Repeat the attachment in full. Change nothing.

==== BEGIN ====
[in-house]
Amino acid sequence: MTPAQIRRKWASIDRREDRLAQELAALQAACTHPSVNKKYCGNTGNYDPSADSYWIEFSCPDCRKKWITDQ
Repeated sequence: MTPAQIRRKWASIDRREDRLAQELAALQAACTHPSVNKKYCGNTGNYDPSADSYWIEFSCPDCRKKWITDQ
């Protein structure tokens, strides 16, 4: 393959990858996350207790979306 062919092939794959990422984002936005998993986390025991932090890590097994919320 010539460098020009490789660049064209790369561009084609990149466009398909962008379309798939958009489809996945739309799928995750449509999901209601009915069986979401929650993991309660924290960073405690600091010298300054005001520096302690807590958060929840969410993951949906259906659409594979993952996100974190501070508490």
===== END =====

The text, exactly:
[in-house]
Amino acid sequence: MTPAQIRRKWASIDRREDRLAQELAALQAACTHPSVNKKYCGNTGNYDPSADSYWIEFSCPDCRKKWITDQ
Repeated sequence: MTPAQIRRKWASIDRREDRLAQELAALQAACTHPSVNKKYCGNTGNYDPSADSYWIEFSCPDCRKKWITDQ
């Protein structure tokens, strides 16, 4: 393959990858996350207790979306 062919092939794959990422984002936005998993986390025991932090890590097994919320 010539460098020009490789660049064209790369561009084609990149466009398909962008379309798939958009489809996945739309799928995750449509999901209601009915069986979401929650993991309660924290960073405690600091010298300054005001520096302690807590958060929840969410993951949906259906659409594979993952996100974190501070508490």